Dismissed late in life as a sell-out entertainer, Wes Montgomery — you’re reminded all over again, with this group of previously unreleased sides — could play with both an uncanny smoothness and a sharp improvisational wit.
Executive producer Michael Cuscuna surmises the tapes featured on Echoes of Indiana Avenue were made in order to secure Montgomery’s initial record deal with Pacific Jazz in the spring of 1958. Little was known about them, as they bounced around from collector to collector, though Cuscuna and others were finally able to construct a list of sidemen that included brothers Monk and Buddy Montgomery, on bass and piano respectively; drummer Sonny Johnson; keyboardist Melvin Rhyne, bassist Mingo Jones, and others. In all, nine tracks find their long-awaited release today through Resonance Records, five in the studio and four of them from live performances in Montgomery’s hometown of Indianapolis.
These recordings would be important enough, even if all they represented was the first new music in more than 25 years from one of the genre’s most important — though widely misunderstood — guitarists. Instead, what they reveal is a hard-edged ferocity that might surprise those who dare overlook Montgomery.
His playing style was, at least initially, to blame for those dismissals. Montgomery plucked the strings, in a moment of corn-pone brilliance, with his thumb rather than making use of a pick. That tended to give his playing this warm, undulating tone — almost without edges — and it opened the door for something that doomed him with critics: Montgomery’s eventual transition out of straight-ahead jazz toward more mainstream fare. By the time Montgomery started issuing a series of best-selling, no star-getting late-career recordings for Verve and A&M, his sound had become as comfy and soft as a dryer sheet.
Not here. Echoes of Indiana Avenue, from the fizzy Latin-informed opener “Diablo’s Dance” to the be-bop/blues of “Straight No Chaser” to the sizzling redo of “Take The A Train” to the remarkably funky delights of “After Hours Blues,” instead showcases an early-career guitarist who’s simply bursting with new ideas. At the same time, Montgomery dives into the deepest, inky depths of “‘Round Midnight,” and the sweetest romantic underpinnings of “Darn That Dream” — performances that are as expressive as any he ever recorded. The truth is, Montgomery almost always sounded better in a small group (with a notable exception being the Oliver Nelson-charted Dynamic Duo recording alongside organist Jimmy Smith), and this album underscores how necessary that kind of musical space was for Montgomery to move around. He needed the quiet.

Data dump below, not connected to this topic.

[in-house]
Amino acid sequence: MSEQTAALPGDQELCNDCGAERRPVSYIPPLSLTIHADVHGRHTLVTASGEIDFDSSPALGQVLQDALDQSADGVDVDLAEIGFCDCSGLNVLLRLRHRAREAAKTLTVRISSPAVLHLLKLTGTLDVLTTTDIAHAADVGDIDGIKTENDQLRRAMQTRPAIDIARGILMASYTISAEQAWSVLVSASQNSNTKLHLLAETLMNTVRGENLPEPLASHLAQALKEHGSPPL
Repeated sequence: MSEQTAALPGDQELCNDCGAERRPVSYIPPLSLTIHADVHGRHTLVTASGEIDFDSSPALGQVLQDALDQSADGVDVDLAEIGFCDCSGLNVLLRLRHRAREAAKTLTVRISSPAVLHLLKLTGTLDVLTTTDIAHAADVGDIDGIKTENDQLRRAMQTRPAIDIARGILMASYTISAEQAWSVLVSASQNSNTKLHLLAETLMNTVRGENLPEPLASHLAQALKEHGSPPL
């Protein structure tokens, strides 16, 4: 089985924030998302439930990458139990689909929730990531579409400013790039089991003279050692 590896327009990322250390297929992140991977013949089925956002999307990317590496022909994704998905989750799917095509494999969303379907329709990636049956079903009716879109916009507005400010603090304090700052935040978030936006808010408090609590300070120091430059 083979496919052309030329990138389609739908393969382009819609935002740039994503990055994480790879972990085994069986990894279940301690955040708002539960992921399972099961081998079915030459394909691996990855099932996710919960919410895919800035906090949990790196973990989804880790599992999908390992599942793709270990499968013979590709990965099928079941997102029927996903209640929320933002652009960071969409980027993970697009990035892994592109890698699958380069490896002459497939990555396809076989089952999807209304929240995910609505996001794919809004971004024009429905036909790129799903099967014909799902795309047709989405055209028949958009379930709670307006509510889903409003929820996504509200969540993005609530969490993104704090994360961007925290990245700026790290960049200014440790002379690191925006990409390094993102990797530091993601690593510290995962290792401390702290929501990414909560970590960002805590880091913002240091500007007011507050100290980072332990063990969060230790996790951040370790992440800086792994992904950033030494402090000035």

[SOMETHING ELSE! INTERVIEW: Jimmy Cobb, drummer on 1965’s Smokin’ at the Half Note, talks about the forces that drove Wes Montgomery into pop commercialism — and ultimately took his life.]
Self-taught, Montgomery’s initial experiments with this creamy thumb-picking sound were purely the result of his trying not to disturb the neighbors while he practiced after work. Soon, Montgomery had built up his own craft enough to tour in the late 1940s with Lionel Hampton, but he was still holding down a day job to support a family that had grown to seven children. This sense of personal responsibility, rather than some failure of artistic vision, likely led Montgomery past his own well-established successes in jazz (in particular around the turn of the 1960s) into a series of moneymaking ventures in pop music. He continued to tour into the latter part of the decade, even while working 9 to 5 — until the summer of 1968, when a heart attack felled him in his early 40s.
That hard-bitten end is all the more ironic since it always seemed to come so easy for Montgomery, a guitarist who played without reading music — and made it look effortless. Sometimes, of course, it’s clear that he should have been more attentive with his gift. Even at Montgomery’s most brilliant, and you certainly hear the embryonic makings of a jazz legend here, Montgomery borrowed liberally from his stylistic hero Django Reinhardt — in particular, in the way he’d unfurl these remarkable octave runs. You got the sense that Montgomery sometimes took his out-of-nowhere command of the instrument for granted, in particular when you didn’t know the back story. It’s not hard to see how people could accuse him of cuckolding his muse with a turn toward the creative inertia of Top 40 remakes.
But all of that’s out over the next horizon at this point. On these sides, Montgomery is still working several jobs then cobbling together gigs in his off time, but he’s loving every minute of it. You hear that, like a veritable thunderclap of joy, over and over again on Echoes of Indiana Avenue. There’s no apologizing for Montgomery’s craftsmanship here, no rationalizing his bursts of intellect amidst the overt commercialism of, say, that Grammy award-winning 1966 take on “Goin’ Out of My Head.”
It’s all out in front of him, and he’s tearing through every song, trying to get there.
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